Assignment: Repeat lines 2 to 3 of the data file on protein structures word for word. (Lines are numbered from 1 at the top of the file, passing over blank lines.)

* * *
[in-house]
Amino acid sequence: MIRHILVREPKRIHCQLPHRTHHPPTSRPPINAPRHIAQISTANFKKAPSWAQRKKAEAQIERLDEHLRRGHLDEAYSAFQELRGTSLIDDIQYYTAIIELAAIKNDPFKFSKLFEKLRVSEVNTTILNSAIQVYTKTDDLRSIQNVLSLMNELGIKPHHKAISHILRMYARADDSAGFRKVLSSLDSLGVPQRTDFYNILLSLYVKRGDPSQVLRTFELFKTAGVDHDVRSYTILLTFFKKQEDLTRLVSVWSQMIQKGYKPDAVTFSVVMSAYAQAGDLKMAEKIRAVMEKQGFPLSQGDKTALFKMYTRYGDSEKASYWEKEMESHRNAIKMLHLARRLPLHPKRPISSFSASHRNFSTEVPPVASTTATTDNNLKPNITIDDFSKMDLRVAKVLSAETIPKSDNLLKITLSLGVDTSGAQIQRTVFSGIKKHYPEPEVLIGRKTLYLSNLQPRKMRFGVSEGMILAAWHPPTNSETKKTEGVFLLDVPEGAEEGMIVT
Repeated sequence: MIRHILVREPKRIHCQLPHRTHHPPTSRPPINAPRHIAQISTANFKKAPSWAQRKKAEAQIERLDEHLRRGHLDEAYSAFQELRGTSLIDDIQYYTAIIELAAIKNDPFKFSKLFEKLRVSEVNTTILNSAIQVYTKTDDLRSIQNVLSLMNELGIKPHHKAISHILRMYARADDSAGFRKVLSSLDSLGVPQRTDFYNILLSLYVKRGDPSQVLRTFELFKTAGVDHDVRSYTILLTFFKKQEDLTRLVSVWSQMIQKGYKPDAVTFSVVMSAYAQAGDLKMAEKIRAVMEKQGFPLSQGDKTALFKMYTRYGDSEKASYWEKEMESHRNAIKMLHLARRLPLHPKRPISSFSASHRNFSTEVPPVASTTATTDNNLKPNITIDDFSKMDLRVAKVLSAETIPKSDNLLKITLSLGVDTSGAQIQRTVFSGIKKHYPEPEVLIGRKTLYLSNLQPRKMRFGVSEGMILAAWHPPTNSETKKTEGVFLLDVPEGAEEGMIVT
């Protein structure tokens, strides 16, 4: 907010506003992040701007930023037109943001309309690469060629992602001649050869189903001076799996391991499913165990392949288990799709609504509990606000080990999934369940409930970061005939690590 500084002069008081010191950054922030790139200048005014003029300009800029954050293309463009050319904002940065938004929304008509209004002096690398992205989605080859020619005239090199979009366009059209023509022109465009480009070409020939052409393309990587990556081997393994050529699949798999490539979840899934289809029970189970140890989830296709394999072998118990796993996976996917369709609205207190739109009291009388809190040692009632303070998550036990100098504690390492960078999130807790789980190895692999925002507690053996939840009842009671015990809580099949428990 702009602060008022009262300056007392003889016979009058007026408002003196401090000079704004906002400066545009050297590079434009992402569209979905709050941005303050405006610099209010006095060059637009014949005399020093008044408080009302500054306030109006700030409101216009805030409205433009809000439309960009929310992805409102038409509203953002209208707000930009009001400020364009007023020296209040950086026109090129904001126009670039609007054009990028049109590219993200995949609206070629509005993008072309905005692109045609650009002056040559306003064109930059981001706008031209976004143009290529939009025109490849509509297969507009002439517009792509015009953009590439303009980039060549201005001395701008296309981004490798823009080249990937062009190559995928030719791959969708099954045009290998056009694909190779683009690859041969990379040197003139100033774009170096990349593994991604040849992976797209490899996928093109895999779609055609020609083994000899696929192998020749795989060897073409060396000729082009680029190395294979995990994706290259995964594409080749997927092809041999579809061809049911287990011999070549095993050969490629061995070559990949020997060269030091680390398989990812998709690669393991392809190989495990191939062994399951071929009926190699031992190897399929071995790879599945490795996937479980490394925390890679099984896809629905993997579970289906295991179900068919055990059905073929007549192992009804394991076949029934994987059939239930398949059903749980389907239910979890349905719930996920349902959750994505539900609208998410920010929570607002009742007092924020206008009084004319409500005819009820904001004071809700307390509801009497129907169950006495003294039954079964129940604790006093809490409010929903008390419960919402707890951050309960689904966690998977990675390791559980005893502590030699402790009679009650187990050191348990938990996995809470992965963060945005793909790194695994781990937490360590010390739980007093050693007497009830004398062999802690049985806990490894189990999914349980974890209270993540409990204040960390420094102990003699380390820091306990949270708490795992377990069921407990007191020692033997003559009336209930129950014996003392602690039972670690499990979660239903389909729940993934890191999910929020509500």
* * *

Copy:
Amino acid sequence: MIRHILVREPKRIHCQLPHRTHHPPTSRPPINAPRHIAQISTANFKKAPSWAQRKKAEAQIERLDEHLRRGHLDEAYSAFQELRGTSLIDDIQYYTAIIELAAIKNDPFKFSKLFEKLRVSEVNTTILNSAIQVYTKTDDLRSIQNVLSLMNELGIKPHHKAISHILRMYARADDSAGFRKVLSSLDSLGVPQRTDFYNILLSLYVKRGDPSQVLRTFELFKTAGVDHDVRSYTILLTFFKKQEDLTRLVSVWSQMIQKGYKPDAVTFSVVMSAYAQAGDLKMAEKIRAVMEKQGFPLSQGDKTALFKMYTRYGDSEKASYWEKEMESHRNAIKMLHLARRLPLHPKRPISSFSASHRNFSTEVPPVASTTATTDNNLKPNITIDDFSKMDLRVAKVLSAETIPKSDNLLKITLSLGVDTSGAQIQRTVFSGIKKHYPEPEVLIGRKTLYLSNLQPRKMRFGVSEGMILAAWHPPTNSETKKTEGVFLLDVPEGAEEGMIVT
Repeated sequence: MIRHILVREPKRIHCQLPHRTHHPPTSRPPINAPRHIAQISTANFKKAPSWAQRKKAEAQIERLDEHLRRGHLDEAYSAFQELRGTSLIDDIQYYTAIIELAAIKNDPFKFSKLFEKLRVSEVNTTILNSAIQVYTKTDDLRSIQNVLSLMNELGIKPHHKAISHILRMYARADDSAGFRKVLSSLDSLGVPQRTDFYNILLSLYVKRGDPSQVLRTFELFKTAGVDHDVRSYTILLTFFKKQEDLTRLVSVWSQMIQKGYKPDAVTFSVVMSAYAQAGDLKMAEKIRAVMEKQGFPLSQGDKTALFKMYTRYGDSEKASYWEKEMESHRNAIKMLHLARRLPLHPKRPISSFSASHRNFSTEVPPVASTTATTDNNLKPNITIDDFSKMDLRVAKVLSAETIPKSDNLLKITLSLGVDTSGAQIQRTVFSGIKKHYPEPEVLIGRKTLYLSNLQPRKMRFGVSEGMILAAWHPPTNSETKKTEGVFLLDVPEGAEEGMIVT